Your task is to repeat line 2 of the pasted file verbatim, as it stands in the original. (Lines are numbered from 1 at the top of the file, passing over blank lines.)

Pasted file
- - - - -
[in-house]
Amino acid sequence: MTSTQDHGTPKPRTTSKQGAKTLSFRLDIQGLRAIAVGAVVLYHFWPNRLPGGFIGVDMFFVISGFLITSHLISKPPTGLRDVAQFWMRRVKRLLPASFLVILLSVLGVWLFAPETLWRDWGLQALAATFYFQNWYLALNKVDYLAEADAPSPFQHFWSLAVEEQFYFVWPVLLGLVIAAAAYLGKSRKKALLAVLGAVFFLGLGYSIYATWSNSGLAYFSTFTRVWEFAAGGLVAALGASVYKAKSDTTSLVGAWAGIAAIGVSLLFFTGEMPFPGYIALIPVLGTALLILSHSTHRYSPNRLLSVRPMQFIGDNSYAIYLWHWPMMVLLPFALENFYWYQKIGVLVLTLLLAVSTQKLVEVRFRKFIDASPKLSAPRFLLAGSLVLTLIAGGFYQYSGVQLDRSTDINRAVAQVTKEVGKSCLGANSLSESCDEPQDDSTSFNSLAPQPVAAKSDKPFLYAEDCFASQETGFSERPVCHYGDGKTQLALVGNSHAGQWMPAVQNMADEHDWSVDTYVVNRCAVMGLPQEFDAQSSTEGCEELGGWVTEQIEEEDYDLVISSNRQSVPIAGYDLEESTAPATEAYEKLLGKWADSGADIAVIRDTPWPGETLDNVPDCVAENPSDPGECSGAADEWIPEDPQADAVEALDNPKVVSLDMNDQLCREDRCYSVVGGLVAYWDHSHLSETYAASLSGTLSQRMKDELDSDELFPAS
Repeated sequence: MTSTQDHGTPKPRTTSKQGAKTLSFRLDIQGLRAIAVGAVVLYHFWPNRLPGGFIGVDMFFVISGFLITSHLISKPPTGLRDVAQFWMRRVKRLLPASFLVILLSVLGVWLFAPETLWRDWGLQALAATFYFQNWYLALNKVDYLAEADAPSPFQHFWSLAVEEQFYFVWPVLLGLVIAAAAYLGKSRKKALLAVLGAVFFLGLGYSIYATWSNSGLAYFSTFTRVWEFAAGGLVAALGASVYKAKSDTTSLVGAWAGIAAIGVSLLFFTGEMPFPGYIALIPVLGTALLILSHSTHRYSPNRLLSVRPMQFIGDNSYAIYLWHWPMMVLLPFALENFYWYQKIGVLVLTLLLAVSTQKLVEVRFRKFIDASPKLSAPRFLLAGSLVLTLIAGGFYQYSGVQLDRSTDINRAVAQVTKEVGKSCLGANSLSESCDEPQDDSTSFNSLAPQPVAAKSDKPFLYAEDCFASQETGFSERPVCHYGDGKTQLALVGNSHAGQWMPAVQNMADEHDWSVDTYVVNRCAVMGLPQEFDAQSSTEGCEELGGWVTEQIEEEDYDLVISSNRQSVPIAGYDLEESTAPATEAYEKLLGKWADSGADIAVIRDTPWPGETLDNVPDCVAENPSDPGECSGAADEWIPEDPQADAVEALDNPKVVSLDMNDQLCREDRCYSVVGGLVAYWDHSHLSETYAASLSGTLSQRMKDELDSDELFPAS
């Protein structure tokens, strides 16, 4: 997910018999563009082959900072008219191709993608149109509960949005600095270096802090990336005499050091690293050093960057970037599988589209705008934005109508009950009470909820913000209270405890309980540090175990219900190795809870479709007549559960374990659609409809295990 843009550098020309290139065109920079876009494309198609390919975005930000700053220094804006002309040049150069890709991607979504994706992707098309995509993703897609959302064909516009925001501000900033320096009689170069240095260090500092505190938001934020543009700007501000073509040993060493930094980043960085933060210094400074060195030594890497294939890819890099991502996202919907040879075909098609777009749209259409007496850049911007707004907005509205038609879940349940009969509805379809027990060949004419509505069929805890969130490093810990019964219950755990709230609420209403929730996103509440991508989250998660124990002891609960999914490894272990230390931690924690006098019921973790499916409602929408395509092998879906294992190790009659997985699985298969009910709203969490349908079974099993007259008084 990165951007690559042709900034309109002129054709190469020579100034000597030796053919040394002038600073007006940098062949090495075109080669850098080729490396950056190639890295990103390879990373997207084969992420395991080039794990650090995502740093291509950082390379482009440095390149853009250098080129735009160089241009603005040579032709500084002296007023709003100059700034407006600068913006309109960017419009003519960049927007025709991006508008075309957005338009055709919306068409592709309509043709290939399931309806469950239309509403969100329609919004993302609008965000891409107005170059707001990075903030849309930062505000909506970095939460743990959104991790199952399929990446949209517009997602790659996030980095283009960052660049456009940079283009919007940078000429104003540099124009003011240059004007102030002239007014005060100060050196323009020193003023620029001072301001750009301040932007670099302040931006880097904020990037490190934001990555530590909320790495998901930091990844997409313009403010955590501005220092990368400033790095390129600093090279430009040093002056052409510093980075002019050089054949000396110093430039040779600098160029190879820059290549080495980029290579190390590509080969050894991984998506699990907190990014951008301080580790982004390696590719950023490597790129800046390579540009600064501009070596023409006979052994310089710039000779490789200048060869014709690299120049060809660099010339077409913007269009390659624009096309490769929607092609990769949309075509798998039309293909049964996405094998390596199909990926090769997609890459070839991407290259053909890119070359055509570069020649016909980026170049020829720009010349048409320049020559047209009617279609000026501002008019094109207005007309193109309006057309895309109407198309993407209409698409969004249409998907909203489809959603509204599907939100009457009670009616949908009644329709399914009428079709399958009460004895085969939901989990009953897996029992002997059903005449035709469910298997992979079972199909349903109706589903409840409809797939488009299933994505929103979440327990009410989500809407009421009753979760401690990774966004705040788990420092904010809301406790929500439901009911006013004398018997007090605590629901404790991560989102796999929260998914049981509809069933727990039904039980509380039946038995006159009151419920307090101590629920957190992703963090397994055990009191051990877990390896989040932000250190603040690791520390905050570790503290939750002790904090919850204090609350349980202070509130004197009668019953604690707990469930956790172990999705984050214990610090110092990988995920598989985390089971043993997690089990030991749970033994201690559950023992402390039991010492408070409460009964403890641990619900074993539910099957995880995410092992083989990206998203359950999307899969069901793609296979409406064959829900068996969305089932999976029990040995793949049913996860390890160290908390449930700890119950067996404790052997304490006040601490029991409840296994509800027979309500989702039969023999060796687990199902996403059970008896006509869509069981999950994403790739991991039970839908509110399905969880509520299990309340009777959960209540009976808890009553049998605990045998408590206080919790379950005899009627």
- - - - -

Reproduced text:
Amino acid sequence: MTSTQDHGTPKPRTTSKQGAKTLSFRLDIQGLRAIAVGAVVLYHFWPNRLPGGFIGVDMFFVISGFLITSHLISKPPTGLRDVAQFWMRRVKRLLPASFLVILLSVLGVWLFAPETLWRDWGLQALAATFYFQNWYLALNKVDYLAEADAPSPFQHFWSLAVEEQFYFVWPVLLGLVIAAAAYLGKSRKKALLAVLGAVFFLGLGYSIYATWSNSGLAYFSTFTRVWEFAAGGLVAALGASVYKAKSDTTSLVGAWAGIAAIGVSLLFFTGEMPFPGYIALIPVLGTALLILSHSTHRYSPNRLLSVRPMQFIGDNSYAIYLWHWPMMVLLPFALENFYWYQKIGVLVLTLLLAVSTQKLVEVRFRKFIDASPKLSAPRFLLAGSLVLTLIAGGFYQYSGVQLDRSTDINRAVAQVTKEVGKSCLGANSLSESCDEPQDDSTSFNSLAPQPVAAKSDKPFLYAEDCFASQETGFSERPVCHYGDGKTQLALVGNSHAGQWMPAVQNMADEHDWSVDTYVVNRCAVMGLPQEFDAQSSTEGCEELGGWVTEQIEEEDYDLVISSNRQSVPIAGYDLEESTAPATEAYEKLLGKWADSGADIAVIRDTPWPGETLDNVPDCVAENPSDPGECSGAADEWIPEDPQADAVEALDNPKVVSLDMNDQLCREDRCYSVVGGLVAYWDHSHLSETYAASLSGTLSQRMKDELDSDELFPAS